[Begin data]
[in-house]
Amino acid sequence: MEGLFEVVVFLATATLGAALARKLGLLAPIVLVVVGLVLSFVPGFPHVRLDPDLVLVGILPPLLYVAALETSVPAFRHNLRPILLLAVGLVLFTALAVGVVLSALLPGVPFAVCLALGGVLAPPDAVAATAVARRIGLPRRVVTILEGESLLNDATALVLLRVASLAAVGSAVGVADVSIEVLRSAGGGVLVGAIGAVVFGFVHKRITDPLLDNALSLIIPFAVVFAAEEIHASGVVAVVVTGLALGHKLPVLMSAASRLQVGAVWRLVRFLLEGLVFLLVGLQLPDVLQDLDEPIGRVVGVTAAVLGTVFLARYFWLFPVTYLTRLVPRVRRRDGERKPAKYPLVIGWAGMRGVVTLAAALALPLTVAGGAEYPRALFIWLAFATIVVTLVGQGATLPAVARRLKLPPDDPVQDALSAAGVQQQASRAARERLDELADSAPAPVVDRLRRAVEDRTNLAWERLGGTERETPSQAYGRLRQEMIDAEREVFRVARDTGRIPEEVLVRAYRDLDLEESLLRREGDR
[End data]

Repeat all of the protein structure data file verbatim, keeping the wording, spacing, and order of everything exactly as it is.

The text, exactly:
[in-house]
Amino acid sequence: MEGLFEVVVFLATATLGAALARKLGLLAPIVLVVVGLVLSFVPGFPHVRLDPDLVLVGILPPLLYVAALETSVPAFRHNLRPILLLAVGLVLFTALAVGVVLSALLPGVPFAVCLALGGVLAPPDAVAATAVARRIGLPRRVVTILEGESLLNDATALVLLRVASLAAVGSAVGVADVSIEVLRSAGGGVLVGAIGAVVFGFVHKRITDPLLDNALSLIIPFAVVFAAEEIHASGVVAVVVTGLALGHKLPVLMSAASRLQVGAVWRLVRFLLEGLVFLLVGLQLPDVLQDLDEPIGRVVGVTAAVLGTVFLARYFWLFPVTYLTRLVPRVRRRDGERKPAKYPLVIGWAGMRGVVTLAAALALPLTVAGGAEYPRALFIWLAFATIVVTLVGQGATLPAVARRLKLPPDDPVQDALSAAGVQQQASRAARERLDELADSAPAPVVDRLRRAVEDRTNLAWERLGGTERETPSQAYGRLRQEMIDAEREVFRVARDTGRIPEEVLVRAYRDLDLEESLLRREGDR